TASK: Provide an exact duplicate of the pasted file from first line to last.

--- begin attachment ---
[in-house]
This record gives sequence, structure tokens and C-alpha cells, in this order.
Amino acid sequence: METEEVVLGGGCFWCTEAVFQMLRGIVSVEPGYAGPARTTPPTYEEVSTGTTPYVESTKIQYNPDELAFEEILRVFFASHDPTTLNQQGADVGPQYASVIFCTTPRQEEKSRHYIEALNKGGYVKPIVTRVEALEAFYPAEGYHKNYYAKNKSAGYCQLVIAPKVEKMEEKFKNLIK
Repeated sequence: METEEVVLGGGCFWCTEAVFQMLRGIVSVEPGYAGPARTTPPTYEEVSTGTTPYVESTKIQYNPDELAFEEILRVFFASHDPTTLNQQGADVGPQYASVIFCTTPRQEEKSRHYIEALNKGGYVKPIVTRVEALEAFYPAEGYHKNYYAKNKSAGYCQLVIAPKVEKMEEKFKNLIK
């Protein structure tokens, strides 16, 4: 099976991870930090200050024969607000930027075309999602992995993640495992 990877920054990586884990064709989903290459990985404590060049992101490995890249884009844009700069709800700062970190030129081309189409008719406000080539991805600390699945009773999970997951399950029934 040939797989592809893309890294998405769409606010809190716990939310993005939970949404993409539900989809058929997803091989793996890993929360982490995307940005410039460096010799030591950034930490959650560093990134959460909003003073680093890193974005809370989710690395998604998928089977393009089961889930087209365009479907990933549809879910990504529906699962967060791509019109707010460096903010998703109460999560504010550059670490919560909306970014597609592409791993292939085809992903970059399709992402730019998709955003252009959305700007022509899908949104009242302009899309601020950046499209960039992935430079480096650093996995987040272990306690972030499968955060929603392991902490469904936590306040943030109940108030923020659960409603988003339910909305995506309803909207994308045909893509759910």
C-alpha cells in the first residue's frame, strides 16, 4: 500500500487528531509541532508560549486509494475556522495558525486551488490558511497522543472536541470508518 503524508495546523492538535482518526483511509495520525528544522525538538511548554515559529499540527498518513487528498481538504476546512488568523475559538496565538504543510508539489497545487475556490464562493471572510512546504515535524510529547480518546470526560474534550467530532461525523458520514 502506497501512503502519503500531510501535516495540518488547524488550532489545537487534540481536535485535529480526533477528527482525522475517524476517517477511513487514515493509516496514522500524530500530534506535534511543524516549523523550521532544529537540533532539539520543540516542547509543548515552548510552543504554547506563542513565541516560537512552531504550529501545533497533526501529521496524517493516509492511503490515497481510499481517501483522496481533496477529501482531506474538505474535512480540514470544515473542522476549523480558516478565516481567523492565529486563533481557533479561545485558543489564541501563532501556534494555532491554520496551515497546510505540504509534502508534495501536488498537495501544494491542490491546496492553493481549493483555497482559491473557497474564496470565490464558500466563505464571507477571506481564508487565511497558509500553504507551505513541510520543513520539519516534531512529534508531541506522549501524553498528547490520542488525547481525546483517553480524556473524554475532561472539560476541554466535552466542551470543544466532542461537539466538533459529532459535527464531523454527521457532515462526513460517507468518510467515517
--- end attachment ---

[in-house]
This record gives sequence, structure tokens and C-alpha cells, in this order.
Amino acid sequence: METEEVVLGGGCFWCTEAVFQMLRGIVSVEPGYAGPARTTPPTYEEVSTGTTPYVESTKIQYNPDELAFEEILRVFFASHDPTTLNQQGADVGPQYASVIFCTTPRQEEKSRHYIEALNKGGYVKPIVTRVEALEAFYPAEGYHKNYYAKNKSAGYCQLVIAPKVEKMEEKFKNLIK
Repeated sequence: METEEVVLGGGCFWCTEAVFQMLRGIVSVEPGYAGPARTTPPTYEEVSTGTTPYVESTKIQYNPDELAFEEILRVFFASHDPTTLNQQGADVGPQYASVIFCTTPRQEEKSRHYIEALNKGGYVKPIVTRVEALEAFYPAEGYHKNYYAKNKSAGYCQLVIAPKVEKMEEKFKNLIK
């Protein structure tokens, strides 16, 4: 099976991870930090200050024969607000930027075309999602992995993640495992 990877920054990586884990064709989903290459990985404590060049992101490995890249884009844009700069709800700062970190030129081309189409008719406000080539991805600390699945009773999970997951399950029934 040939797989592809893309890294998405769409606010809190716990939310993005939970949404993409539900989809058929997803091989793996890993929360982490995307940005410039460096010799030591950034930490959650560093990134959460909003003073680093890193974005809370989710690395998604998928089977393009089961889930087209365009479907990933549809879910990504529906699962967060791509019109707010460096903010998703109460999560504010550059670490919560909306970014597609592409791993292939085809992903970059399709992402730019998709955003252009959305700007022509899908949104009242302009899309601020950046499209960039992935430079480096650093996995987040272990306690972030499968955060929603392991902490469904936590306040943030109940108030923020659960409603988003339910909305995506309803909207994308045909893509759910």
C-alpha cells in the first residue's frame, strides 16, 4: 500500500487528531509541532508560549486509494475556522495558525486551488490558511497522543472536541470508518 503524508495546523492538535482518526483511509495520525528544522525538538511548554515559529499540527498518513487528498481538504476546512488568523475559538496565538504543510508539489497545487475556490464562493471572510512546504515535524510529547480518546470526560474534550467530532461525523458520514 502506497501512503502519503500531510501535516495540518488547524488550532489545537487534540481536535485535529480526533477528527482525522475517524476517517477511513487514515493509516496514522500524530500530534506535534511543524516549523523550521532544529537540533532539539520543540516542547509543548515552548510552543504554547506563542513565541516560537512552531504550529501545533497533526501529521496524517493516509492511503490515497481510499481517501483522496481533496477529501482531506474538505474535512480540514470544515473542522476549523480558516478565516481567523492565529486563533481557533479561545485558543489564541501563532501556534494555532491554520496551515497546510505540504509534502508534495501536488498537495501544494491542490491546496492553493481549493483555497482559491473557497474564496470565490464558500466563505464571507477571506481564508487565511497558509500553504507551505513541510520543513520539519516534531512529534508531541506522549501524553498528547490520542488525547481525546483517553480524556473524554475532561472539560476541554466535552466542551470543544466532542461537539466538533459529532459535527464531523454527521457532515462526513460517507468518510467515517